Imagine a huge city teeming with more than 16 million people, Dhaka, in a country of 165 million but only the size of Wisconsin with a Catholic population of less than one percent. That is Bangladesh, home to Holy Cross Family Ministries’ exciting, recently dedicated and blessed new ministry center.
Growing up in Quincy, MA, St. Patrick’s Day was a source of great pride. What makes it interesting is that my Dad is of English descent and my Mom, Irish. Fortunately, my Dad embraced not only St. Patrick’s Day but more importantly the Catholic faith that has been an important part of my Mom’s family for generations. So, you can imagine my shock when I learned that St. Patrick wasn’t born in Ireland. And, as incredible as that might be, what if I were to tell you, this patron saint of Ireland was born in Great Britain?
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What if the way of healing of humanity at the crossroads we find ourselves now were right before our very eyes, waiting only for us to see it and follow it?
Today is the feast of Blessed Basil Moreau, the founder of the Congregation of Holy Cross. The celebration of a founder of a religious community takes on particular importance because a founder is the person whose life cast forward a vision for the whole future of that community. In a sense, the founder establishes the heart of the entire community–its life and movements and sensitivities all flow out of the founder. It is the same with the Catholic Church. With Jesus Christ as our founder, it is His love–which gives its own life for the life of the world, embodied in the Sacred Heart wounded on the Cross–which makes the Church what it is and makes Christians who we are.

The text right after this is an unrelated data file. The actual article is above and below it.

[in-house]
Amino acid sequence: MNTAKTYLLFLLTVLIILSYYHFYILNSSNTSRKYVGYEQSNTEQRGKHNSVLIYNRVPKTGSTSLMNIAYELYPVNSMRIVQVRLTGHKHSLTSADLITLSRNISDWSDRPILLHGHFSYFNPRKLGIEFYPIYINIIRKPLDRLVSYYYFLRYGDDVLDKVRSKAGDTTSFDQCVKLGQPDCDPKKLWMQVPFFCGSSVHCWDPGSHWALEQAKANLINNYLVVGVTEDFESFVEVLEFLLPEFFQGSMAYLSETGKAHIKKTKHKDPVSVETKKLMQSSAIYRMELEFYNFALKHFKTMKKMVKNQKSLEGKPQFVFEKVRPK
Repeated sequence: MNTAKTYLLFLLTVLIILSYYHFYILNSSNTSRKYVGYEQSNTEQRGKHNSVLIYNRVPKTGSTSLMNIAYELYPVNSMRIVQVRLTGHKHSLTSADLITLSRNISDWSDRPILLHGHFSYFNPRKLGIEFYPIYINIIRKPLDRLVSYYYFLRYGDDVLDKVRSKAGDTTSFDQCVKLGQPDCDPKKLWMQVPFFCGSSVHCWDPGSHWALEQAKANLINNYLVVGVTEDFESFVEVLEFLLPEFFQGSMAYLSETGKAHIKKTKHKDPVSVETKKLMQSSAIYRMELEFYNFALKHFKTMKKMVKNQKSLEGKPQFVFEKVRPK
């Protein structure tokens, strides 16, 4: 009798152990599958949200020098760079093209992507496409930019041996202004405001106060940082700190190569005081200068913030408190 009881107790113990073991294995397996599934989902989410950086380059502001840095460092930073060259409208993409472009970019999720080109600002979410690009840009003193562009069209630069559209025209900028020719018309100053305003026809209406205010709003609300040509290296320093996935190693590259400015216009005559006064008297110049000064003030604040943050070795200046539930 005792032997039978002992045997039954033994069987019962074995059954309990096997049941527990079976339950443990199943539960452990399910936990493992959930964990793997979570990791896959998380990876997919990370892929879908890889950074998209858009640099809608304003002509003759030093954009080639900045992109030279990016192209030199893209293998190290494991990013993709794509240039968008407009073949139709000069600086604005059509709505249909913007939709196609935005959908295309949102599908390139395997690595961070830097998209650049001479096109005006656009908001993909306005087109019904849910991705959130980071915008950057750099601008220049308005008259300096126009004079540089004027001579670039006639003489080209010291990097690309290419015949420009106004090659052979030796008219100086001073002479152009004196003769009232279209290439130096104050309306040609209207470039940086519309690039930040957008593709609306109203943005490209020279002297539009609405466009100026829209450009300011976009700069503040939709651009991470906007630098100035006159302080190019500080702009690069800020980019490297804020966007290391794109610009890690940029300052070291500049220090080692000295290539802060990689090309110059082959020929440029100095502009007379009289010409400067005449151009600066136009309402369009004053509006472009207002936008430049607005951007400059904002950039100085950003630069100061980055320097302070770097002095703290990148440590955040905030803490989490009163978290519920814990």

The priest on duty for the UCLA hospital gets a list of names and room numbers of people who request a visit usually for anointing of the sick before surgery and often just to have a conversation with a friendly person.
These past couple of days the Scripture readings have mirrored the pain, anger, and despair of many of our contemporaries. We heard the cry and anguish of Hannah who was barren and wanted so much to conceive a son. Later it was the account of the lepers and their isolation, an experience felt by homeless people, migrants and addicts living in tents on city streets.